Sensitivity Analysis of Unmeasured Confounding in Causal Inference based on Exponential Tilting and Super Learner
Skip to main content
Open Access Publications from the University of California

UC Riverside

UC Riverside Electronic Theses and Dissertations bannerUC Riverside

Sensitivity Analysis of Unmeasured Confounding in Causal Inference based on Exponential Tilting and Super Learner

Creative Commons 'BY' version 4.0 license

Causal inference under the potential outcome framework relies on the strongly ignorable treatment assumption. This assumption is usually unverifiable, and therefore we will never know if there is unmeasured confounding. Unmeasured confounding is one of the fundamental challenges in causal inference. Sensitivity studies are often used to address this issue and evaluate how sensitive a causal estimate is to the unmeasured confounder. In this dissertation, we propose a new sensitivity analysis method to evaluate the impact of the unmeasured confounder by combining ideas of the doubly robust estimator, the exponential tilt method, and the super learner algorithm for both binary and continuous outcomes in chapters 2 and 3, respectively. Compared to other existing methods of sensitivity analysis that parameterize the unmeasured confounder as a latent variable in the working models, the exponential tilting method does not impose any restrictions on the structure or models of the unmeasured confounders. Therefore, the unmeasured confounder could be continuous, binary, or categorical, and could be univariate or multivariate. In order to reduce the modeling bias of traditional parametric methods, we propose incorporating the super learner machine learn-vi ing algorithm to perform nonparametric model estimation and the corresponding sensitivity analysis. In addition, we employ the data-driven trimming method to handle the estimated extreme propensity scores that can hamper the performance of the proposed doubly robust estimator. Furthermore, most existing sensitivity analysis methods require multivariate sensitivity parameters, which makes it more difficult and subjective to specify a reasonable range of the sensitivity parameters in practice. However, the new method has a univariate sensitivity parameter with a nice and simple interpretation of log-odds ratios and deviation in the conditional means of the outcomes for binary and continuous outcomes respectively. This makes choosing a range for the sensitivity parameter easier for the application. The simulation studies demonstrate the effectiveness of the proposed method.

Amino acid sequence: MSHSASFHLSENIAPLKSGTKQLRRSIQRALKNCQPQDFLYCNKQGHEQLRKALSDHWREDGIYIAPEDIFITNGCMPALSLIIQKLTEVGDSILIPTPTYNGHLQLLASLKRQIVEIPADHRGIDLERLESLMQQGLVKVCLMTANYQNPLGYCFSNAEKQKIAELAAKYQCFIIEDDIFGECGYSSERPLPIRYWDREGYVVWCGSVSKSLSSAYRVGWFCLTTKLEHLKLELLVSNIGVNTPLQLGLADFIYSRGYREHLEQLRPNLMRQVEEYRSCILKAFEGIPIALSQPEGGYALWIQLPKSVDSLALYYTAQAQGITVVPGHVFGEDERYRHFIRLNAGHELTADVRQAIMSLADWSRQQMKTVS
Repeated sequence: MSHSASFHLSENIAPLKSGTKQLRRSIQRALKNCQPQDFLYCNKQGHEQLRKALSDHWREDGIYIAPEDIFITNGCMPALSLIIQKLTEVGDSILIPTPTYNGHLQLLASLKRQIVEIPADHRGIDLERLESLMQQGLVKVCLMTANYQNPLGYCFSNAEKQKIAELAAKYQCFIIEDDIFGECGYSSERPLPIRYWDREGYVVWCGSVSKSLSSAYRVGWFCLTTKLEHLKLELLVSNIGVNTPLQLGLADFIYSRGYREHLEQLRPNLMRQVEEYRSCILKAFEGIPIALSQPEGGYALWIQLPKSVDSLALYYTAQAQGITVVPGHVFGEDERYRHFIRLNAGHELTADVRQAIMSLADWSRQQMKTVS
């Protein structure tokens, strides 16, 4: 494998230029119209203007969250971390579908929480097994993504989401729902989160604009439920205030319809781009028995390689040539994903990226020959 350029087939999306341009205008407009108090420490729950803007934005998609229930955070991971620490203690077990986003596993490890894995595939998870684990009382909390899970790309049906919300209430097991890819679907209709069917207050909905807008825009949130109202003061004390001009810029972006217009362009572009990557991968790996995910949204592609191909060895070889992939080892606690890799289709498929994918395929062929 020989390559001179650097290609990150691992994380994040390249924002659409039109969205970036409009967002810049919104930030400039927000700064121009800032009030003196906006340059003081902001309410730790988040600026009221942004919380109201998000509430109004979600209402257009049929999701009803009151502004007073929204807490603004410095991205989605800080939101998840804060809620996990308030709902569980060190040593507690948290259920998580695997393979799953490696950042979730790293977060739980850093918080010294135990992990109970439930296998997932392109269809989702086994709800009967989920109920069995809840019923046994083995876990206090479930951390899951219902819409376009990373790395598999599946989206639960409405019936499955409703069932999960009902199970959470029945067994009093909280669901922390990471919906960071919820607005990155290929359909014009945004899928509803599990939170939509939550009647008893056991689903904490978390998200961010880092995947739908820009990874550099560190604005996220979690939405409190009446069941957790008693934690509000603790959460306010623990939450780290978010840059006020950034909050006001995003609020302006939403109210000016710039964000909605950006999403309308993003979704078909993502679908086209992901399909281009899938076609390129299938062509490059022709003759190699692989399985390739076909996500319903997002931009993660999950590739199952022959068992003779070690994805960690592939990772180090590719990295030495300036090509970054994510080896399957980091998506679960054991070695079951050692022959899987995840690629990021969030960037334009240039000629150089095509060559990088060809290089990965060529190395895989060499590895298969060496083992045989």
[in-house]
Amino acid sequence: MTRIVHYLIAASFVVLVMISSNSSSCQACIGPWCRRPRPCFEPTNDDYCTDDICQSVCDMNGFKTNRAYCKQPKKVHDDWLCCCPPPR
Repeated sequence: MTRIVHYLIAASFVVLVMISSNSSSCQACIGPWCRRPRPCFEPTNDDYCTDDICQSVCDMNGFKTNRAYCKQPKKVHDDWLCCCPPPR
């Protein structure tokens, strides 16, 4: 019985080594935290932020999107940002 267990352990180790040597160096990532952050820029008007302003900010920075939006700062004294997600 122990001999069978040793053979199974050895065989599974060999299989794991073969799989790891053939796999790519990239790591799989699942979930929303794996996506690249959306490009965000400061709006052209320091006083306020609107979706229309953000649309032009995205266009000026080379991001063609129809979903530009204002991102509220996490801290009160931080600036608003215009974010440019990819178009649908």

Main Content
For improved accessibility of PDF content, download the file to your device.
Current View